Monday, August 27, 2018

#DisabledWhileBlack; Missed Opportunity, #SerenaWilliams, Adaptive Wear, And Intersectionality

Image of a female form clothed entirely in black
 with a Black mask resembling a Black Panther,
she is leaning back against a tree with one arm
 draped over a branch and the other petting a large
 black panther, her fingers seeming to be scratching
the panther's head. The panther's teeth are bared.
The disability rights conversation around the French Open Committee banning of tennis champion Serena Williams compression catsuit took a singular turn on social media that merits further discussion.

For anyone who may have missed this, Ms. Williams needed a compression suit to reduce clot formation. @Nike created one for her in Black. The suit also had an emotional meaning to her as an athlete forced to make a comeback for the 'crime' of nearly dying giving birth to her daughter Olympia.

I witnessed disability activists discussing this from the perspective of accommodation for disability excluding the rest of Ms. Williams' identities when this entire episode is happening because of the combination of her roles in the African American experience,  her position as a role model for women in sports, African American women survivors of pregnancy and childbirth in our country, and career women punished for giving birth.

I was taken aback by a negative comment about the Black Panther movie reference when discussing the entire kerfuffle. For those who don't know, in the @Marvel Universe Shuri becomes the Black Panther, meaning the Black Panther superhero archetype can potentially transcend gender identities. The Black Panther movie also has historic cultural and emotional importance to our community.

So #SerenaWilliams saying she felt powerful in this catsuit has layers of intersectional meaning addressing how an accommodation for a medical condition can empower disabled bodies and how important character representation is to our disabled and our Black communities. She felt like a Black superhero at this moment and that means more because we now have such characters in major films representing us. For those of us who grew up with the first nonsegregated representations in all media expecting more but remaining disappointed for decades, Ms. Williams gave voice the reality that we feel; the realization of  a small dream deferred too long.  Giving voice to this matters to every young African American child and every Black child globally. It cannot be left out of the catsuit conversation or why this prompted an official to single out this particular suit as an example of what is unacceptable.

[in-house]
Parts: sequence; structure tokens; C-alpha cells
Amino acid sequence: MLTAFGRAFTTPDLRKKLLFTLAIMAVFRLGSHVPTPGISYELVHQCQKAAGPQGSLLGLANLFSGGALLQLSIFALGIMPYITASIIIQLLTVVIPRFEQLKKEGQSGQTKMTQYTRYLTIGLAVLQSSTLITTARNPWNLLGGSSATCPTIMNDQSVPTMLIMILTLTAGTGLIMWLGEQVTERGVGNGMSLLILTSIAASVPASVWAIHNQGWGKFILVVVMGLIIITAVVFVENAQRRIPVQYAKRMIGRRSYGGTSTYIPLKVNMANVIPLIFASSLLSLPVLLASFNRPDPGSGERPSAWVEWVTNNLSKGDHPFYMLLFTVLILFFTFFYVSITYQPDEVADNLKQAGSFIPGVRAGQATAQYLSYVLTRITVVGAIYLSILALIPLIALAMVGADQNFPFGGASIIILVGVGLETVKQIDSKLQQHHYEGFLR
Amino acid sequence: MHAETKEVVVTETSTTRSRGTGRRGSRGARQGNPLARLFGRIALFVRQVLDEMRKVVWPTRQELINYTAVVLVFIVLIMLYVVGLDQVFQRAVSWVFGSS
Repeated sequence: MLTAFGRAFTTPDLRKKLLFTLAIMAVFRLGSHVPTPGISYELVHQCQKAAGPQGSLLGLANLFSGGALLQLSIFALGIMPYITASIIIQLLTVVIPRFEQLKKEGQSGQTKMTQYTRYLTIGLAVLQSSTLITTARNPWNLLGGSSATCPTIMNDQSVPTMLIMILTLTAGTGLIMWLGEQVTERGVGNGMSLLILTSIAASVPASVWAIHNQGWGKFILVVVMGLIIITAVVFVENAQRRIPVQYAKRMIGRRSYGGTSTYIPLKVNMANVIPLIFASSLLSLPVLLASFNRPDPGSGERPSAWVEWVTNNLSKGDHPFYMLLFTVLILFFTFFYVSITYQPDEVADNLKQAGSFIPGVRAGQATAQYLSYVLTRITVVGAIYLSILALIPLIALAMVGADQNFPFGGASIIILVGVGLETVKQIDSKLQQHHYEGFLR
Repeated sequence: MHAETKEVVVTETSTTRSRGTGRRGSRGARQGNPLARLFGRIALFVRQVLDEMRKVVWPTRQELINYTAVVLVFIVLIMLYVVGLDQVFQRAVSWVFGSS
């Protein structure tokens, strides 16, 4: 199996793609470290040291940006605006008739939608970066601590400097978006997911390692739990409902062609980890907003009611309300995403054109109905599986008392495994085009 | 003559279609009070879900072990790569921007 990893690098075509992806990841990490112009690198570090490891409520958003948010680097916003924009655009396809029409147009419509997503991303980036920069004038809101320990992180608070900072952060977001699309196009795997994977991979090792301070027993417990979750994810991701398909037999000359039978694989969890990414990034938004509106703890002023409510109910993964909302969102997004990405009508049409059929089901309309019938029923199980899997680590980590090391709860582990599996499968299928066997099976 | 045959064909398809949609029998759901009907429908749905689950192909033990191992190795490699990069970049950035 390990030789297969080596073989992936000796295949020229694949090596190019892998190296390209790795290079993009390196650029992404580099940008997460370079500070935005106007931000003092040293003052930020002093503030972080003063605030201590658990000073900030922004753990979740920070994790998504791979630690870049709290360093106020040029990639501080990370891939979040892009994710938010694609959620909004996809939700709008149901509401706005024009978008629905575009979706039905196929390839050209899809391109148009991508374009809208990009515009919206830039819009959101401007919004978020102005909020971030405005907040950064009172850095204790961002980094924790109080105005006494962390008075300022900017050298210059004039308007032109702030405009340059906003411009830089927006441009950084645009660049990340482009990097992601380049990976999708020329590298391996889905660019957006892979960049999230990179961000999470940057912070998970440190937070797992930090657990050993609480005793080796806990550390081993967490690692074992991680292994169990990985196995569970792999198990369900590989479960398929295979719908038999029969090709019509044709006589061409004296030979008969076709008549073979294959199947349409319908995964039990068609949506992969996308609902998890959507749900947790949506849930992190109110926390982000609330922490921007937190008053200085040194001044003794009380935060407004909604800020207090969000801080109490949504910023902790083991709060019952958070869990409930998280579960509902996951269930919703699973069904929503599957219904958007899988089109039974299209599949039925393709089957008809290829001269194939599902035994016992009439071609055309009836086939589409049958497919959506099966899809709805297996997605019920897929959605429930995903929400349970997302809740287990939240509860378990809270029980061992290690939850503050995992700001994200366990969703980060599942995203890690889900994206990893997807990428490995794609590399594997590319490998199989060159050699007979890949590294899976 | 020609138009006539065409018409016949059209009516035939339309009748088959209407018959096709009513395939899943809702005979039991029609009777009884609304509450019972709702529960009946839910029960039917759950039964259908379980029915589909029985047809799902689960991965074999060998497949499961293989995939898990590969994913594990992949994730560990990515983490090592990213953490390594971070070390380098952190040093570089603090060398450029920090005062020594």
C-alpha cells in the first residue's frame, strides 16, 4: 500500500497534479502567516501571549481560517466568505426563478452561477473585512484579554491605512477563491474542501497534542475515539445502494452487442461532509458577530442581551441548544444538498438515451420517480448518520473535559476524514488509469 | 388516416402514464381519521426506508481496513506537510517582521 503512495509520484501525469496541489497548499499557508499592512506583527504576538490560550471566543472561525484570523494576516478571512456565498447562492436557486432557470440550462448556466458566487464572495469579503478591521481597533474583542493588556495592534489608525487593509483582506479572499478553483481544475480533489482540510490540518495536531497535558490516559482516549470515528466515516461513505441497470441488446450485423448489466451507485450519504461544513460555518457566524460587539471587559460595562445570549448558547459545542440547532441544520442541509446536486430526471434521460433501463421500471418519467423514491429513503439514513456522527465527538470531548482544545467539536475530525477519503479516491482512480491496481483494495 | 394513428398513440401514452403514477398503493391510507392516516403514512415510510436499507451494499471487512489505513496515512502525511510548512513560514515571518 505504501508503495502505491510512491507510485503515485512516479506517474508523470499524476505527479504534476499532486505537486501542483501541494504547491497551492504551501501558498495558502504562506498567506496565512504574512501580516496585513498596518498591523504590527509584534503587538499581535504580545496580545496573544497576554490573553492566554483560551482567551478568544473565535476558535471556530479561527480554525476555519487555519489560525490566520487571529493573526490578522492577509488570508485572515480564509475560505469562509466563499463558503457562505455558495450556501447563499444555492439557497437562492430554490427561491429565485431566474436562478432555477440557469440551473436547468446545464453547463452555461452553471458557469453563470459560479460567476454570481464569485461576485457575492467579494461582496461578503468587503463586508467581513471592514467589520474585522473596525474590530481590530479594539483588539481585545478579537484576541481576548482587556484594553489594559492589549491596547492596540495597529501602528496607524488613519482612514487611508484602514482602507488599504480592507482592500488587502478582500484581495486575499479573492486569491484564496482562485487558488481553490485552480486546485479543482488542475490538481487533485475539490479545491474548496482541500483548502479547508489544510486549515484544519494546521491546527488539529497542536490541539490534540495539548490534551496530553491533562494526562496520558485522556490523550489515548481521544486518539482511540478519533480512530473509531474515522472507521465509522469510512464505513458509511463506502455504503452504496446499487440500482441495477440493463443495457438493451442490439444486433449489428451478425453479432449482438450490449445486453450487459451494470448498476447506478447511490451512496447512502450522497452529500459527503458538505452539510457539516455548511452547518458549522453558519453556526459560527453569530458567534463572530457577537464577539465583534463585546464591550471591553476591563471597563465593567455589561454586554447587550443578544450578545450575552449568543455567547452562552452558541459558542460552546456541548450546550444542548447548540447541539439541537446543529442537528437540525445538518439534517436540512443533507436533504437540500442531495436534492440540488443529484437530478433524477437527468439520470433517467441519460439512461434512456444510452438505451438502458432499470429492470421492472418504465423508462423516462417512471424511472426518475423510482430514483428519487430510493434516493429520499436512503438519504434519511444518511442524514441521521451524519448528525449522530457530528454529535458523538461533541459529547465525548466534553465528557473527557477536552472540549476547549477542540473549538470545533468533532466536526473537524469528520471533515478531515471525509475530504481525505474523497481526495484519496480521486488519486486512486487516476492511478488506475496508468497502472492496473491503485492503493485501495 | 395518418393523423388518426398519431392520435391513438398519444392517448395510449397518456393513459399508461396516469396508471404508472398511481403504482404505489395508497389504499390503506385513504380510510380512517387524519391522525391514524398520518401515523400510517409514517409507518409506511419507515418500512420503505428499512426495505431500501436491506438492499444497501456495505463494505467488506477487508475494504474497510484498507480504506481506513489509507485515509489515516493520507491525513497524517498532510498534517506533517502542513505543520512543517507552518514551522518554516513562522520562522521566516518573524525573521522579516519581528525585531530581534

How Serena feels in the suit after overcoming a traumatic childbirth also matters and should be
Serena Williams in her awesome catsuit. Credit Nike.
included in any conversation as her high-risk birth was directly related to her health challenges. She is in fact, by virtue of her chronic health conditions, a disabled Black athlete. Sadly, no one in our community is stating the obvious, that despite internalized and externally strong ableism, Serena Williams is a disabled champion athlete who is continuing to compete with her nondisabled peers and defeating them. Making her, in fact, a living icon or hero.

Serena Williams' role as an African American woman who disclosed how she nearly died during childbirth and her struggle to return to health and the fitness needed to be a competitive tennis player again must be included in any disability conversation about the issue of accommodation for her tendency to create clots. 

I am an Afro-Latina disabled woman who nearly died in childbirth and in the fifteen years since the birth of my disabled son, I have not completely recovered. The efforts that African American women like Serena Williams and Beyonce have made to share their stories of survival, recovery, and self-nurturing are life-affirming to me and the thousands of others who have survived this trauma, as well as the families of women like Erica Garner, who have not. Her survival and recovery should be part of any conversation about her need for a compression catsuit.

The conversation about Serena's fashionable adaptive clothing is also a conversation about the fetishizing and patriarchal control over women's bodies. With the tremendous push for the acceptance of disabled bodies and our need for stylish adaptive clothing, this opportunity to discuss the topic was lost as well. 

I am asking disability rights activists to try not to compartmentalize and focus on a single disability aspect of an issue without addressing the intersectional aspects that combine to cause a problem. If the intersectional aspects of any event are something that can't be addressed by you that means that the voices of those who can understand the totality of a hot-button topic should be amplified. Comments that resent the Black Panther catsuit homage aspect of this, the disabled pregnancy and birth for African American disabled women aspect of this, in short, every angle of how this episode matters to our intersectional disabled community does not do this catsuit as adaptive clothing debate justice, and actually erases African American disabled women and treats adaptive clothing as something that is somehow segregated from disability and racial discrimination, disabled maternity, disabled career challenges and disabled POC representation.

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